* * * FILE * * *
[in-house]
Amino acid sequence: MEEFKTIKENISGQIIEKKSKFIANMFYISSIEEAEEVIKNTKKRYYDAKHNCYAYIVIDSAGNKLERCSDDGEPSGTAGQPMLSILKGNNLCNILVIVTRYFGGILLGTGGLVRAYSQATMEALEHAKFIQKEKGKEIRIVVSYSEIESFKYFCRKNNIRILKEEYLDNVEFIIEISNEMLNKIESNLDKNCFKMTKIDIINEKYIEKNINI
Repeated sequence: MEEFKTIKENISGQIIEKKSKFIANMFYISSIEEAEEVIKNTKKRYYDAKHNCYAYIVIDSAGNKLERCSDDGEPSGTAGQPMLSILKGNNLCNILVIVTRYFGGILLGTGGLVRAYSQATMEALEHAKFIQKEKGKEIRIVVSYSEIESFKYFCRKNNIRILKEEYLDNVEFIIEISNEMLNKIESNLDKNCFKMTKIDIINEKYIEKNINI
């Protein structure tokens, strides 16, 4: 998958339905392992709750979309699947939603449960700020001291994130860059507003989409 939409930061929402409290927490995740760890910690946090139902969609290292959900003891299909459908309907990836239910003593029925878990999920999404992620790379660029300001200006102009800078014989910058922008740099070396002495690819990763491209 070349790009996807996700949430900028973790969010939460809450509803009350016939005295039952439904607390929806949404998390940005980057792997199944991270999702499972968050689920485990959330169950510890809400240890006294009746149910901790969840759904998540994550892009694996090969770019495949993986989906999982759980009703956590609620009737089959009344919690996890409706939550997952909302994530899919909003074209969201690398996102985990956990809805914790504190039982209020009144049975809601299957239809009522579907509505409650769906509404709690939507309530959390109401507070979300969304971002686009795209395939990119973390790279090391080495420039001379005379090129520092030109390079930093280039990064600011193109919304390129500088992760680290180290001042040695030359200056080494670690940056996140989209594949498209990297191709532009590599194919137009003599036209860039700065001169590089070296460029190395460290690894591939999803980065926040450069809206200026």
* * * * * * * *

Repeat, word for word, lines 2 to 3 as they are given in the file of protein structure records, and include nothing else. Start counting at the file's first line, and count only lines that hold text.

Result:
Amino acid sequence: MEEFKTIKENISGQIIEKKSKFIANMFYISSIEEAEEVIKNTKKRYYDAKHNCYAYIVIDSAGNKLERCSDDGEPSGTAGQPMLSILKGNNLCNILVIVTRYFGGILLGTGGLVRAYSQATMEALEHAKFIQKEKGKEIRIVVSYSEIESFKYFCRKNNIRILKEEYLDNVEFIIEISNEMLNKIESNLDKNCFKMTKIDIINEKYIEKNINI
Repeated sequence: MEEFKTIKENISGQIIEKKSKFIANMFYISSIEEAEEVIKNTKKRYYDAKHNCYAYIVIDSAGNKLERCSDDGEPSGTAGQPMLSILKGNNLCNILVIVTRYFGGILLGTGGLVRAYSQATMEALEHAKFIQKEKGKEIRIVVSYSEIESFKYFCRKNNIRILKEEYLDNVEFIIEISNEMLNKIESNLDKNCFKMTKIDIINEKYIEKNINI